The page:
Hear ye, hear ye
BY JULIE DELCOUR Associate Editor
Sunday, March 25, 2012
3/25/12 at 3:58 AM
For three days starting Monday, the fate of health-care reform in America will be argued before the U.S. Supreme Court. Proceedings will not be televised, an anachronism in an era when everything from revolutions, to wars, to the cavorting Kardashians, unfold on camera.
The public, if so inclined, will be foreclosed from viewing firsthand proceedings in a case of extraordinary national interest and one of particular interest in Oklahoma.
In November 2010, Oklahomans voted to opt out of the most controversial aspect of the law, the individual mandate, due to take effect in 2014. Attorney General Scott Pruitt later joined his counterparts in 25 other states in challenging the constitutionality of the 2,700-page act. Different rulings by different courts set the stage for the Supreme Court to hear the case.
The Patient Protection and Affordable Care Act (Obamacare, for short) is a complex piece of legislation - the signature reform of President Barack Obama's administration. Since passage it's been tangled up in economics and politics with an overlay of alarmist propaganda.
The proceedings next week may not do much to enlighten the public. Appellate arguments, by their very nature, do not follow linear story lines; they can be dry and arcane. Justices already have read hundreds of pages of legal briefs and will have specific questions.
A decision will be made rather quickly, on Friday, at a closed conference among justices. But the public will have to wait for their decision, in written form, to be released, probably at the end of the court term in late June.
Arguments will address four separate issues, the principal one being whether Congress exceeded its authority with the "individual mandate," which requires almost all adult Americans to maintain health insurance or risk a penalty in the form of a tax. Opponents argue that Congress has no right to tell an individual to buy a certain product.
Some experts contend that the individual mandate is a tax and that federal law does not allow a legal challenge to a tax that has yet to be collected. If the Supreme Court punts, a challenge to the Affordable Care Act on the merits could be delayed until at least 2015.
Justices also will hear arguments on whether the law is beyond Congress's power either to regulate commerce among the states or to tax and spend for the general welfare. Since 1995, the Supreme Court has held that Congress can act under the commerce clause to regulate economic activities that taken cumulatively have a substantial effect on interstate commerce, says constitutional law scholar Erwin Chemerinsky, who analyzes Supreme Court cases.
The 11th Circuit U.S. Circuit Court of Appeals has ruled that individuals who choose not to purchase insurance are not within commerce. "On the other hand everyone will need health care at some point and everyone therefore is engaged in economic activity either by self-insuring or purchasing insurance," Chemerinsky said.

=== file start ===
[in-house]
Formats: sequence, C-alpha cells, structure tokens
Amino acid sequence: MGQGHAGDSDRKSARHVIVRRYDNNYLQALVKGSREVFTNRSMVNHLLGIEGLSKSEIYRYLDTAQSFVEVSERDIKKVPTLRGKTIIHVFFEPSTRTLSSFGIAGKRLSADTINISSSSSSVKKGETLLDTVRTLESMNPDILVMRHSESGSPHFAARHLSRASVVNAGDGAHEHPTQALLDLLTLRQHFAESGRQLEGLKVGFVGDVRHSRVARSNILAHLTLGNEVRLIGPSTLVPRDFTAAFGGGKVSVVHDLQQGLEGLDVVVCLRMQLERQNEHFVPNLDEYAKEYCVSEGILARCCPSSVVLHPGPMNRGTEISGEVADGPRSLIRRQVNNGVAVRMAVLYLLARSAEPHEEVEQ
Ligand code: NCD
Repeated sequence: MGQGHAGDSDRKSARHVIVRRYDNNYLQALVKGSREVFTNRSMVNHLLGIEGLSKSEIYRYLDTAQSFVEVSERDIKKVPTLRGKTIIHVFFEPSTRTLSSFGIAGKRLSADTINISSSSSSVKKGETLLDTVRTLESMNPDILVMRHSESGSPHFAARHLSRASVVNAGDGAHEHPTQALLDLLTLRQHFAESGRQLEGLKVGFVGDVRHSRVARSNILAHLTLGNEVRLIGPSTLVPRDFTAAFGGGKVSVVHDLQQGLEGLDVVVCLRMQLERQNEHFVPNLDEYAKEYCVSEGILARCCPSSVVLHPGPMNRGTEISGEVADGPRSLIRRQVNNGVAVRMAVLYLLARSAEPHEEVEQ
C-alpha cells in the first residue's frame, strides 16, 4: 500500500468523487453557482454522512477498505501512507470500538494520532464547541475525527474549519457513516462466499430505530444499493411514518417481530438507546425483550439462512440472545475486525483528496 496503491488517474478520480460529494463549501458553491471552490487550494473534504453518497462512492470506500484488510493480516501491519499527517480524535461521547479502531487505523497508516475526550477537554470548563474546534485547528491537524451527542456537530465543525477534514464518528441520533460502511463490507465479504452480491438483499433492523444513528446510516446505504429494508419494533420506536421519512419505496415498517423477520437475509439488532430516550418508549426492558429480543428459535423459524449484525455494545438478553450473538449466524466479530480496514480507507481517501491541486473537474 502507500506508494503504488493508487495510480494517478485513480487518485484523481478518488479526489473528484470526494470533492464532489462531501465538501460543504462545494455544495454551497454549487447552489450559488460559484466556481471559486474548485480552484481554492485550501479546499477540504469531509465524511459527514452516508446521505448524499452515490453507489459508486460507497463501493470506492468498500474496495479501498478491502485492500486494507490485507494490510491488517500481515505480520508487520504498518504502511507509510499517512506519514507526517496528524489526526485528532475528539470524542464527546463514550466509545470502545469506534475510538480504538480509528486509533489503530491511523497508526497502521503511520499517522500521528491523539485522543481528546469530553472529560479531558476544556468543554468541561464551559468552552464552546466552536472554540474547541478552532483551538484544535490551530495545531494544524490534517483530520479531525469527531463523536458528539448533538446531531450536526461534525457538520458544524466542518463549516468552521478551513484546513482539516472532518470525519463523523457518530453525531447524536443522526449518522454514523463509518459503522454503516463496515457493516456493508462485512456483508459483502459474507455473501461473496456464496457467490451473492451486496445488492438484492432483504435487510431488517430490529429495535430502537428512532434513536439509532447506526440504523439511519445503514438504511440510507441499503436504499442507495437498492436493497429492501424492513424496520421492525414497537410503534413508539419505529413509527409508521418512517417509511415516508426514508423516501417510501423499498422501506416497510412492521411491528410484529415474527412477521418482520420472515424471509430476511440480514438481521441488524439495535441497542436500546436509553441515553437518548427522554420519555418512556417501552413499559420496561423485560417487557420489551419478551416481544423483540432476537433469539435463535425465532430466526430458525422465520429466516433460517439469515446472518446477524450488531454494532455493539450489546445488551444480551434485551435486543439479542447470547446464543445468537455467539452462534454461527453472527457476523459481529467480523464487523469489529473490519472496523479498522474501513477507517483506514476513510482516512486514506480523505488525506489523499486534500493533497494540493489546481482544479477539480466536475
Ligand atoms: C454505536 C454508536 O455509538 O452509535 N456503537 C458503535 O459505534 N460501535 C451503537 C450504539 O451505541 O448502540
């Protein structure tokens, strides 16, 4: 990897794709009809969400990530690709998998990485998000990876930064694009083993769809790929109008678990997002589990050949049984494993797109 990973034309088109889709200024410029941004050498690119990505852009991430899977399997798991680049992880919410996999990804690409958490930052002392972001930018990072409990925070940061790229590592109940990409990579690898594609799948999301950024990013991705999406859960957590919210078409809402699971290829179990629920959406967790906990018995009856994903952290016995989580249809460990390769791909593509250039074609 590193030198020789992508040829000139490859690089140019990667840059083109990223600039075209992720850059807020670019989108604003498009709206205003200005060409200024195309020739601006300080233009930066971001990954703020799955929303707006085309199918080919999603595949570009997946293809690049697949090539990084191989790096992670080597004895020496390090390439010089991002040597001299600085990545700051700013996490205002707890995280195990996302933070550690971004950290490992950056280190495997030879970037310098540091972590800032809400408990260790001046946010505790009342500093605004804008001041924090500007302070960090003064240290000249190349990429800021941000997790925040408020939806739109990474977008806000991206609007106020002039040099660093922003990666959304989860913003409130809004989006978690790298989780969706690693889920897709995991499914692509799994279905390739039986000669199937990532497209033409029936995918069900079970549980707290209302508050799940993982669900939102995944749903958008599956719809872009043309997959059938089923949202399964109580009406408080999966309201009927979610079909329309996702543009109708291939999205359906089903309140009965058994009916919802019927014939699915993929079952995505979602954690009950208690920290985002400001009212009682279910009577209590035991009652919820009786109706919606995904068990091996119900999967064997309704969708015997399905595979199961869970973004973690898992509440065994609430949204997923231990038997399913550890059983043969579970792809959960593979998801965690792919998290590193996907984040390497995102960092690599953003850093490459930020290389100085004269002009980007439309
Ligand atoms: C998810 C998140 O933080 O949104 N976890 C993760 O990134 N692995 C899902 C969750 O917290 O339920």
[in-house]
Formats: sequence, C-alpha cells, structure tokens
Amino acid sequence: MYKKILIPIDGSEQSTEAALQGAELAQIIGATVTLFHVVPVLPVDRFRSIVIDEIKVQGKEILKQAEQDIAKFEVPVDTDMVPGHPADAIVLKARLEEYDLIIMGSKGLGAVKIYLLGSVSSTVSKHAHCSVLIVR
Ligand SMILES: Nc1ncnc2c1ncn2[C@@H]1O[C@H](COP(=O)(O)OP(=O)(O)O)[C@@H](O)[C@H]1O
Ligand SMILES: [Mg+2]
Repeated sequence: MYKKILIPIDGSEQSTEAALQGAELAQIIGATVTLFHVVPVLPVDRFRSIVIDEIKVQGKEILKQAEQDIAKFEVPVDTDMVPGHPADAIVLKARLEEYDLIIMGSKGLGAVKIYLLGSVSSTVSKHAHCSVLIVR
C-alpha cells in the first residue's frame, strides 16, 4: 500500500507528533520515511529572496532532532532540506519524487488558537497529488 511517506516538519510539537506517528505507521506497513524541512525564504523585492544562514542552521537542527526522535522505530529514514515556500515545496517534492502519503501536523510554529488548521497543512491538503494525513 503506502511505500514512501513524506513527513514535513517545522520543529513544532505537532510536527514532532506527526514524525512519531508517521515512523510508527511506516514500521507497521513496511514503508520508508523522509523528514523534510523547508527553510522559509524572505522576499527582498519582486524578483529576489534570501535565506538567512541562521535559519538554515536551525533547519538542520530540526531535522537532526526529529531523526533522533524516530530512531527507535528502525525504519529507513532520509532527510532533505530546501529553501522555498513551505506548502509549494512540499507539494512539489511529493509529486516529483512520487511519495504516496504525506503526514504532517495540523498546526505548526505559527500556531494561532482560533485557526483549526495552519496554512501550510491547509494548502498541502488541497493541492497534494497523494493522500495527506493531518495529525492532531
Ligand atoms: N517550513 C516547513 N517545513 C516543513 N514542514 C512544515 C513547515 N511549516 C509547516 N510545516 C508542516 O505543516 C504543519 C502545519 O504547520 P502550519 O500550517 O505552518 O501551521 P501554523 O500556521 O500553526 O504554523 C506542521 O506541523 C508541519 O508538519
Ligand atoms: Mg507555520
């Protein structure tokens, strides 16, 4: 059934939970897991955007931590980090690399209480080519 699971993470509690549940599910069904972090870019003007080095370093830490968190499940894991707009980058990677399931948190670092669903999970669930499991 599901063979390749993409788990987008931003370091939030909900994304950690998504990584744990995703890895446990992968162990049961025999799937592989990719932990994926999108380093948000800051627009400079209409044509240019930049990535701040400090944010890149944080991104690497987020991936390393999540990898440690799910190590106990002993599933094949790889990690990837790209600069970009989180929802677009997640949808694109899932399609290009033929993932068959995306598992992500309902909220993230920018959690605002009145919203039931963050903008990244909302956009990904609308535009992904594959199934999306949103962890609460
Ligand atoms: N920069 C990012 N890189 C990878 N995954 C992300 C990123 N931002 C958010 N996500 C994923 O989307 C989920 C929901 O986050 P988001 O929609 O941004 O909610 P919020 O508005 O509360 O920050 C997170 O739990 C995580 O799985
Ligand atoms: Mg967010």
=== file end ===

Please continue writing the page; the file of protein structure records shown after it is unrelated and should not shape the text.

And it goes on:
A third issue is whether the other aspects of the Affordable Care Act are severable if the minimum coverage provision is declared unconstitutional. If the court declares that provision unconstitutional, could other aspects still stand? Supporters claim the law could still work without the mandate but that is far from a certainty.
A fourth issue is whether the increased burden on the states for Medicaid funding violates the Tenth Amendment. "The government argues that there is an important distinction between states facing a hard choice over whether to forgo federal Medicaid funding and states being commandeered and coerced," Chemerinsky said.
Since its passage, the law has drawn mostly criticism - too costly, too intrusive, too cumbersome. Relatively little has been presented - at least in Oklahoma - about anything positive relating to the Affordable Care Act.
Last week, policy analyst Kate Richey, of the Oklahoma Policy Institute, listed some of the ways Oklahomans have benefitted from the Affordable Care Act, including:
Individuals: 576 Oklahomans are now insured through the state's Pre-Existing Condition Insurance Plan; these individuals were locked out of the coverage system because of pre-existing conditions and previously were unable to obtain health insurance; 1,197,000 residents are free from lifetime limits on their health plan, and 616,000 Oklahomans received preventive services from their insurer with no cost-sharing.
Families: 37,262 Oklahoma young adults were able to keep insurance coverage by staying on their parents' plans until age 26; $14.4 million in support for maternal, infant and early childhood home visiting programs, which bring health professionals to meet with at-risk families in their homes; $1.8 million for services to pregnant and parenting teens and women.
Seniors: 54,173 people with Medicare saved an average of $525 per person on their covered brand-name prescription drugs, a savings of $28.5 million; 420,097 Oklahomans with Medicare received free preventive services.
What unfolds next week also has political undertones. Every Republican in Congress voted against the legislation. The Supreme Court's decision will have a bearing on the November presidential election.
Chemerinsky pointed out that every circuit judge but two - who reached the merits of the case and were appointed by a Republican president - have voted to strike the law down. Every judge but one who reached the merits and who was appointed by a Democrat president has voted to uphold it.
Should the court strike down the law it would be the first time since the New Deal that a major federal regulatory statute has been declared unconstitutional, Chemerinsky said.
How will the Supreme Court, which so often decides cases in 5-4 votes, come down?
Julie DelCour, 918-581-8379